What does YMCA stand for?

YMCA stands for Young Men’s Christian Association. This is a global movement with a large membership of more than forty five (45) million individuals from 124 affiliated national federations of the YMCAs.
Founded on June 6, 1844 in London England, the YMCA came about as a result of unhealthy social conditions following that end of the Industrial Revolution. From the beginning the organization intended to emphasize Christian principles and practices. The YMCA’s approach is symbolized by the inverse red triangle used by YMCAs around the world representing the YMCA mission of building a healthy spirit, mind, and body. The young men who migrated to London in search of work often lived in unsafe conditions and squalor thus the YMCA was committed to reinstating their life on the streets with bible study and prayer. The idea of the YMCA began among evangelicals and it was deemed somewhat odd because it impacted everyone regardless of their social class or church and this was not the norm in England at the time. Hence with this approach came the eventual inclusion of all men, women and children, regardless of race, religion or nationality in YMCAs.
The YMCA’s effort to address the social needs within a community was really a passion from the beginning. With its holistic approach to individual and social development it encompasses the spiritual, intellectual and physical methods of every one it touches.
The YMCA is a federated organization, which consists of local and national organizations in voluntary association. Today, the programs and the degree to which Christ and the Christian faith are emphasized in programs vary between individual YMCA associations.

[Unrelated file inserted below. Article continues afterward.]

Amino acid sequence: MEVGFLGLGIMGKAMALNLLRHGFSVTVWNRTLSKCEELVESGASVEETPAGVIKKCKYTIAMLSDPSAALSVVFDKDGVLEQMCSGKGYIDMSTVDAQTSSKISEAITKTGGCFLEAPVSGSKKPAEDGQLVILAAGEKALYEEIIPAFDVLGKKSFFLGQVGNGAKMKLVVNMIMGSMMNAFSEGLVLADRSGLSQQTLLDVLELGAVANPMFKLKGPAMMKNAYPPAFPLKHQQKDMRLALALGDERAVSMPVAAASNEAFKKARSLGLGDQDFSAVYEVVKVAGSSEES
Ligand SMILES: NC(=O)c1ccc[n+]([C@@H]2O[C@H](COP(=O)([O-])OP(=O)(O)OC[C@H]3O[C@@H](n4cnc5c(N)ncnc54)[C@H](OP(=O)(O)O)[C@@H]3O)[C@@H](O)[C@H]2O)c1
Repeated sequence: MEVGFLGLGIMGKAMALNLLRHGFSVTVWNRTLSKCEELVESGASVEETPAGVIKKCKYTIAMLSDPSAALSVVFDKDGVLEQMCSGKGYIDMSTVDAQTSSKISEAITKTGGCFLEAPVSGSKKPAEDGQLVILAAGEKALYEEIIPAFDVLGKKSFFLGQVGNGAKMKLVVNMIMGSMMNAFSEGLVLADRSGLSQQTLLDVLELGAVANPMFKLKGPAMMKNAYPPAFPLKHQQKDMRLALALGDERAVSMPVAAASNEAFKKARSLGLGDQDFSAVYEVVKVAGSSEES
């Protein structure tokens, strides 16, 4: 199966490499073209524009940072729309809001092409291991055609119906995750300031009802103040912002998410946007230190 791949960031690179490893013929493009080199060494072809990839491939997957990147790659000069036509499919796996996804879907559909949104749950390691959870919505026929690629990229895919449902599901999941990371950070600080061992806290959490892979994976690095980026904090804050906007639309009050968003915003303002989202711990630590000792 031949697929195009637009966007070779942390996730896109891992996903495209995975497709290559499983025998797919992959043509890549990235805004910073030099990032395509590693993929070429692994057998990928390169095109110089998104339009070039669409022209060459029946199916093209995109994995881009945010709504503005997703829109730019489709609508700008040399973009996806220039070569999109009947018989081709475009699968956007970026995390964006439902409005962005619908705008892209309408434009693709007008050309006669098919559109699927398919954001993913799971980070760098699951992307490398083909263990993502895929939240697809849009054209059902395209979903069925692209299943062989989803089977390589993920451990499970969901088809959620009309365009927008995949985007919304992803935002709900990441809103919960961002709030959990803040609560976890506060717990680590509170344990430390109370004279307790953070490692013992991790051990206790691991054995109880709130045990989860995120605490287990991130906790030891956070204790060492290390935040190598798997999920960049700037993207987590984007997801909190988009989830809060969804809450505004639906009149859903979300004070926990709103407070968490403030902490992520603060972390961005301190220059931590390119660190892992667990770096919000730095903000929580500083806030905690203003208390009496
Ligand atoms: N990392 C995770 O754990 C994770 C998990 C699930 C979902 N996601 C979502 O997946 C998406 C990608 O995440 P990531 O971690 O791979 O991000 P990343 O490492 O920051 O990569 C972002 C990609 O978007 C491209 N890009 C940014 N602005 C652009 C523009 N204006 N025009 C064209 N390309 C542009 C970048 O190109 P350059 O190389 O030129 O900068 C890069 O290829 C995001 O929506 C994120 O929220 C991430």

Prior to the American Civil War, YMCA provided shelter, nursing and other support during the wartime. The YMCA raised and spent over $155,000,000 on welfare efforts for American soldiers during World War I. They organized and deployed over 25,000 staff in military units and bases from Siberia to Egypt to France. They took over the military’s morale and comfort operations worldwide.
During World War II the YMCA was also involved in supporting millions of Prisoners of War (POWs) and the organization also supported the Japanese-Americans in internment camps. They assisted the young men in leaving the camps to attend Springfield College and provided youth activities in the camps. Additionally, the YMCA was one of seven organizations that helped to found the USO during World War II.
YMCAs in the United States were built like hotel – type rooms known as residences or dormitories in the late 1950s. Most YMCAs throughout the world still maintain residences as an integral part of the programming. In the UK however, many of these have been sold and are being used for student accommodation.

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